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Risk Factors

Risk factors are important to know so that you can take steps to prevent liver disease. You do not necessarily need to make huge choices in your life as you consider the list, but instead use it to assess your personal risk level. If you find your risk level is high, however, it may indeed behoove you to alter your choices. Remember that once acquired, liver disease can be both difficult and expensive to treat; plus, once acquired, the liver disease carries the potential for dangerous, even deadly complications. If you are unsure about your risk level in some areas, speak to your doctor to get an accurate indication.

Lifestyle Choices

Some diseases are the result of a lifestyle choice. Drinking alcohol, for example, leaves you more susceptible to liver disease. The same can be said of unsafe sex, since many types of viral liver infections (such as hepatitis B and C) are passed through the exchange of body fluids. Non-alcoholic fatty liver disease is related to obesity, so pairing a sedentary life with an unhealthy diet is another contributing risk factor. Lifestyle choice risk factors are areas in which it is most possible to reduce the risk of liver disease, since a change in behavior can make a large difference. Habits are easiest to follow when set as children, so if you are a parent consider the list of lifestyle choice risks and find ways to reduce your children’s risk early on.

Family History

Some diseases, such as hemochromatosis, are inherited. A person’s risk in this regard depends on his or her family history and cannot be changed. People who are known carriers of a disease, for example those with the mutated Wilson’s disease gene, can seek a partner who is not, to ensure their children will not inherit the condition. If you do choose a partner with the condition, be sure your children know about their potential risk as they grow up.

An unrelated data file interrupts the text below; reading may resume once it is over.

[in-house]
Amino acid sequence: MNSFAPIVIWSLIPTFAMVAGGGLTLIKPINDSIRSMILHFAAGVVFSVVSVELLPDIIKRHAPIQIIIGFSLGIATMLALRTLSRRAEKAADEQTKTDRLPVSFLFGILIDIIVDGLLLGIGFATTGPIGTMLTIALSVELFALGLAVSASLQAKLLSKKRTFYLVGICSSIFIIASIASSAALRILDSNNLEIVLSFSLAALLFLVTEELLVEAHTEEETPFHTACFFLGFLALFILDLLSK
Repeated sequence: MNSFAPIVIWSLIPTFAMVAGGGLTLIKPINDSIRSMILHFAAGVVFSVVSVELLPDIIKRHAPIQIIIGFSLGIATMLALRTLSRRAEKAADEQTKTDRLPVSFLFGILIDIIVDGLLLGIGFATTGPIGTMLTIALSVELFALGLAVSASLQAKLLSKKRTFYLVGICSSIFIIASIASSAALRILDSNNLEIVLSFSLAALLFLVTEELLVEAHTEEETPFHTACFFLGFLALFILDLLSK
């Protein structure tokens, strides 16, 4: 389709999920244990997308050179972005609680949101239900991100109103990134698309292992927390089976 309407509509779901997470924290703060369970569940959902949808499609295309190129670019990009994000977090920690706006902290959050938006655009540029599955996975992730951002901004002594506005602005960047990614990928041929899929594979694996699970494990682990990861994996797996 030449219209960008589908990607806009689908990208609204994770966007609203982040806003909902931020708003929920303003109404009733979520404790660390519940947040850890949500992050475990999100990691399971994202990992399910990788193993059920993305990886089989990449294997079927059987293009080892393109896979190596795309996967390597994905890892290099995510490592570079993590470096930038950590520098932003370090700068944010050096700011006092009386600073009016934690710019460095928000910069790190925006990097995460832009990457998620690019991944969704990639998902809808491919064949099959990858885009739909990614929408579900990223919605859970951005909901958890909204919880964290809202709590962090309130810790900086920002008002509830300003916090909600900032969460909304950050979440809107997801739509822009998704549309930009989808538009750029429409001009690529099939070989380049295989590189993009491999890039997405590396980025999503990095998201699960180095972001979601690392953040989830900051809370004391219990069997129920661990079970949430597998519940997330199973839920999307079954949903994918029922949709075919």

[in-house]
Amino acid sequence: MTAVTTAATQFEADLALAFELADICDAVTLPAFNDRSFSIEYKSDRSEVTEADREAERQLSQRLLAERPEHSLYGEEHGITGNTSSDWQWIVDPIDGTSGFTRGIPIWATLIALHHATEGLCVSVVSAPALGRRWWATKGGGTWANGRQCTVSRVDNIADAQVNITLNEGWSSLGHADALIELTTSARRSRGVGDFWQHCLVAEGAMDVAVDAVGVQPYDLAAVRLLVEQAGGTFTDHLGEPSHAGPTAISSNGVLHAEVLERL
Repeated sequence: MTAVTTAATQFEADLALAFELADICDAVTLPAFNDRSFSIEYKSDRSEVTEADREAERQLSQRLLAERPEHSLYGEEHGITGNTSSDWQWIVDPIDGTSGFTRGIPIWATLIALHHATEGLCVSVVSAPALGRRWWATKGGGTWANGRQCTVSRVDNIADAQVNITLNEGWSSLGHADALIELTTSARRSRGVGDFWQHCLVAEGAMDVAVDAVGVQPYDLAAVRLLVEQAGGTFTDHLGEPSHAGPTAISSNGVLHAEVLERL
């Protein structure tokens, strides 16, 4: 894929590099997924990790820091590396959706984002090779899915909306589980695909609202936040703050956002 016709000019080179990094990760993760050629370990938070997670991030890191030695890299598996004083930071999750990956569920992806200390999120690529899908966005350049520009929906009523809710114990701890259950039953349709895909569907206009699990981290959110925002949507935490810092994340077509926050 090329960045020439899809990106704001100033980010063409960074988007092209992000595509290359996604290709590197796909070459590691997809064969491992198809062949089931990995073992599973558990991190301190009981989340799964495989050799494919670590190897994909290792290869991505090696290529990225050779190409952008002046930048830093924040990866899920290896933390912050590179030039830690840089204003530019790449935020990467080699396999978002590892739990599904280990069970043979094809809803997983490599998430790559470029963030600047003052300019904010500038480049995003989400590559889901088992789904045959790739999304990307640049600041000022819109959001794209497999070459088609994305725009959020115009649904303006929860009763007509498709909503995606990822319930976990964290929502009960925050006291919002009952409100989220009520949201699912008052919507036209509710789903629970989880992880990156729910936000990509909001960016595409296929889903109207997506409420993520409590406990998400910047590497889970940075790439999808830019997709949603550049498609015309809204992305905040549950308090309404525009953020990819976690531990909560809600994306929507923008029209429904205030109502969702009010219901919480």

Chemicals

Sometimes, exposure to certain chemicals can raise the likelihood of being diagnosed with liver disease. They can inflame the liver and block the flow of bile. If you work in a dangerous environment, you should always take care to protect yourself from the potential damaging things around you. Be aware of the chemicals you may handle or work near and take precautions, either on your own or through your employer, to ensure your safety.

Medication

Often, medication that people perceive as completely innocent is contributing to liver disease. People frequently consume over the counter drugs such as Tylenol and Advil in large quantities because they do not fully understand the negative impact of these drugs on the body. An overdose of these seemingly innocuous painkillers is a leading cause of liver failure.

Sometimes, a medication is directly related to incidents of liver disease. An example of this can be seen with cases of non-alcoholic fatty liver disease, which are tied to prescriptions for heart medication and steroid usage.